LOS ANGELES (AP) -This was tough for Tom Craft. His son was smack in the middle of college football's national spotlight, and flopping big-time.
Good thing the game wasn't over. By the end, Tom Craft was clapping so hard for his son in his UCLA debut that his hands were sore.
In a remarkable turnaround, Kevin Craft recovered from four first-half interceptions to lead the Bruins to a dramatic victory over Tennessee.
``We were hoping he would get off to a good start, but it was as bad a start as he could have. We just felt awful for Kevin,'' said Tom Craft, who was in the Rose Bowl stands with Kevin's mother, Kathy, and sister Lacey for the nationally televised opener.
The Bruins upset then-No. 18 Tennessee 27-24 in overtime on Sept. 1. They then moved into the national rankings at No. 23 before dropping out following a bye last weekend. Now they try to knock off this week's No. 18 when they play BYU at Provo on Saturday.
an to the Bruins in the first half. The junior college transfer went 7-of-18, with his fourth interception sailing straight into the hands of Tennessee's Nevin McKenzie, who took off for a 61-yard touchdown and a 14-7 lead 23 seconds before halftime.
At the half, Craft had thrown to Bruins receivers for 66 yards and no touchdowns. The Vols had 66 yards and a touchdown on the four interception returns.
All that changed after halftime. Craft was almost flawlessly, going 18-of-25 for 193 yards and a touchdown with no interceptions.
After Tennessee took a 21-17 lead with 1:54 remaining, Craft went 6-of-7 during a drive that ended with a 3-yard touchdown pass to give UCLA the lead with 27 seconds left. The Vols tied it with a field goal as time expired, but the Bruins won by making a field goal in overtime before Tennessee missed a field goal.
``We felt like we were on a roller-coaster hanging on for dear life,'' Tom Craft said. ``I think that's the most excited I've been. My hands hurt, I was clapping so hard.''
Kevin smiled as he talked about his father's reaction.
``I've seen him on the sidelines as the coach and he's calm and in control,'' he said. ``But he was just a dad and a fan this time.''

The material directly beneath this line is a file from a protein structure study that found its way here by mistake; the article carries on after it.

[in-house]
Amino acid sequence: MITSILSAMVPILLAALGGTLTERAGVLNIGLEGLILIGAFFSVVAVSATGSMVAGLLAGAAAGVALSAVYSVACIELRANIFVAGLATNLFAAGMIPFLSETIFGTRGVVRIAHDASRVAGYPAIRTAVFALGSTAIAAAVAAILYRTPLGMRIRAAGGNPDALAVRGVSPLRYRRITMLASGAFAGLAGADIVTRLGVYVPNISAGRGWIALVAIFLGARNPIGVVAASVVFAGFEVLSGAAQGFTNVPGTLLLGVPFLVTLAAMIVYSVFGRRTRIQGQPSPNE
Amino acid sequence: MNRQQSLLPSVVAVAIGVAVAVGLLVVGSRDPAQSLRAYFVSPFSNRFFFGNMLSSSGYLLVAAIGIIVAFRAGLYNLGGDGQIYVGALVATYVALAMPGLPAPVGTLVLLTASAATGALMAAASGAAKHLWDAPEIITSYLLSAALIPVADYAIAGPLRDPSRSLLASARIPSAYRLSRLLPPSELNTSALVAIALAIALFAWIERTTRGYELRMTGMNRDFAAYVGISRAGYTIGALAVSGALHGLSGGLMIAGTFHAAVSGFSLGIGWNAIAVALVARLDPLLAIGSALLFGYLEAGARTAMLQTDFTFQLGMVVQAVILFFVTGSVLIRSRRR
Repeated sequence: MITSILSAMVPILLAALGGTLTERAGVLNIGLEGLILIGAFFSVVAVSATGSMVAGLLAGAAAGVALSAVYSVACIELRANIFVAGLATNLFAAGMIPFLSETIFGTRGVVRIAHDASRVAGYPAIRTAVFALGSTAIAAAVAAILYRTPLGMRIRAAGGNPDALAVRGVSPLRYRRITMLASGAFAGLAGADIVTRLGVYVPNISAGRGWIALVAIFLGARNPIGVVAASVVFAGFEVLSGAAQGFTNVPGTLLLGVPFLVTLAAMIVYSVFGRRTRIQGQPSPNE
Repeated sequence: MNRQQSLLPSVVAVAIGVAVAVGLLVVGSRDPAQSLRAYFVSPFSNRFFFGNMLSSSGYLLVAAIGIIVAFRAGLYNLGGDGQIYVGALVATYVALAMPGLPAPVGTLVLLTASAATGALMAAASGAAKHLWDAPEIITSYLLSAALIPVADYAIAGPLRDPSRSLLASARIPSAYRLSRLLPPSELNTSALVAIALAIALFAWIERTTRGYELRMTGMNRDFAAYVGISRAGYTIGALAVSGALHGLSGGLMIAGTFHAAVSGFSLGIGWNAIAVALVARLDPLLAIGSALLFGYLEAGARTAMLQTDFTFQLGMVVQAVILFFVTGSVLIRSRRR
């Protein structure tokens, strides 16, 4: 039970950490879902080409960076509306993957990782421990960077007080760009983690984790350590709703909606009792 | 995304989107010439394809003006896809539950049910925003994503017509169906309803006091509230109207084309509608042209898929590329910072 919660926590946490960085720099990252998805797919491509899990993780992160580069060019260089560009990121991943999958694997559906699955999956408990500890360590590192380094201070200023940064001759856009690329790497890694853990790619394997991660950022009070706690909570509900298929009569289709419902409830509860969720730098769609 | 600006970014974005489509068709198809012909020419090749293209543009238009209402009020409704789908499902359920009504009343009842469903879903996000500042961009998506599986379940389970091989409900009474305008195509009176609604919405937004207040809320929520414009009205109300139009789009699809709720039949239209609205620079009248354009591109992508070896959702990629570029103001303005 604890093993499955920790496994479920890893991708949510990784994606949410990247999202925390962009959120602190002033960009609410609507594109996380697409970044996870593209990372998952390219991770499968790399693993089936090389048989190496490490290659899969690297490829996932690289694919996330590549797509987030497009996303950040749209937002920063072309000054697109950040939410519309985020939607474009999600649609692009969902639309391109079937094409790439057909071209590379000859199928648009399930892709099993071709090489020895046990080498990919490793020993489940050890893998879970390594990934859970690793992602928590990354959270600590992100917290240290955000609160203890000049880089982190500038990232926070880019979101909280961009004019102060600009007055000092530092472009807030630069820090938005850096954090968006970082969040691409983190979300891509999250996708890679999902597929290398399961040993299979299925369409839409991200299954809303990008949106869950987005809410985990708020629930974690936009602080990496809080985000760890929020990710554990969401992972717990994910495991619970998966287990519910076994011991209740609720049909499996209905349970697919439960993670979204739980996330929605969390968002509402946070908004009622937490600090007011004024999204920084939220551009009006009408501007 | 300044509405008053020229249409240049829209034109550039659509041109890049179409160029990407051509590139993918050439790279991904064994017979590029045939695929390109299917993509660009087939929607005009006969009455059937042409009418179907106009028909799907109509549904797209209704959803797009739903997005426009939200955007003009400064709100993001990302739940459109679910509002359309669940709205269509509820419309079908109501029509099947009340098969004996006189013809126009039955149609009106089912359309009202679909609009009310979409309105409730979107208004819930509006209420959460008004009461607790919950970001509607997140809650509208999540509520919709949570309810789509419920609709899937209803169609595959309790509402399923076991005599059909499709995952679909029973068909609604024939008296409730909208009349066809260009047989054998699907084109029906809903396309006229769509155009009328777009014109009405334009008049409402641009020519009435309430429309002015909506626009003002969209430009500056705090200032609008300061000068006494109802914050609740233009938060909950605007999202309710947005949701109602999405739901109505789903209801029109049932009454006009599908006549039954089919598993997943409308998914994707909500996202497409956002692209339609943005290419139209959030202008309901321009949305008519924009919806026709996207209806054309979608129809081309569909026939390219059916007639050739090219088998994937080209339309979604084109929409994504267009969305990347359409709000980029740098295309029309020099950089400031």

Cameras panned in to catch some parental emotion. There was, however, one problem.
``They were showing the wrong guy,'' Kevin said. ``It was Pat Cowan's dad, not mine.''
his halftime transformation, Kevin said there was no big mystery. He and his coaches and teammates simply discussed adjustments in the offense.
``I thought, 'Hey, I've just got to play smart and keep us in a position to win,''' he said. ``At the end of the day, it's a football game and I've been playing for a long time and feel like I know how to play, and I've been coached well out here and have all the tools to be successful.''
Offensive coordinator Norm Chow said Craft was determined to get the job done.
``We fixed some things up to give him a chance to be successful and it worked out OK,'' Chow said. ``He's a good, solid young man, works hard, studies, doesn't get rattled real easily.''
Taylor Embree, a freshman who had all his four receptions in the second half, said Craft's teammates reassured him at halftime.
``We told him, 'We've seen what you can do in practice,''' Embree said. ``After that, just like in practice, he started making plays, completing passes.''
In addition to working under Chow and coach Rick Neuheisel at UCLA, Craft has benefited from his father's coaching. Tom, a San Diego State quarterback in the 1970s, was the Aztecs' head coach when his son was a freshman there in 2005. Now he's the offensive coordinator and quarterbacks coach at Mt. San Antonio College, a junior college where Kevin completed 61 percent of his passes for 4,231 yards and 44 touchdowns last year.
The younger Craft began his redshirt freshman year at San Diego State third on the depth chart and there, like at UCLA, was pressed into duty by injuries. He started five games for the Aztecs in 2006, the season after his father left, then transferred to Mt. SAC to play under his dad before moving on to UCLA last spring.
``I grew up around football, and my dad really framed the quarterback position for me,'' Kevin said. ``I'm on the sidelines or riding home with him and he'd tell me what his quarterbacks did or talk about situations in games and how that guy might have handled it differently. It's a big advantage being the son of a coach.''
Craft's first college start was for San Diego State at BYU two years ago, when he went 20-of-32 for 216 yards and was intercepted once in a 45-17 loss.
``I was impressed then,'' BYU coach Bronco Mendenhall said. ``I think he quarterbacks like a coach's son, which he is.''
He added that Craft's about-face against Tennessee was ``just a poise and maturity issue. Each snap that he played he became more and more confident, and he put together a really nice drive at the end of the game.''
At least one person in the stands saw that late drive coming.
``I've seen him do that at every level he's played - in high school, at San Diego State and at Mt. SAC,'' Tom Craft said. ``When they had the ball on that final drive, I knew he was going to do it.''
AP Sports Writer Doug Alden in Salt Lake City contributed to this report.

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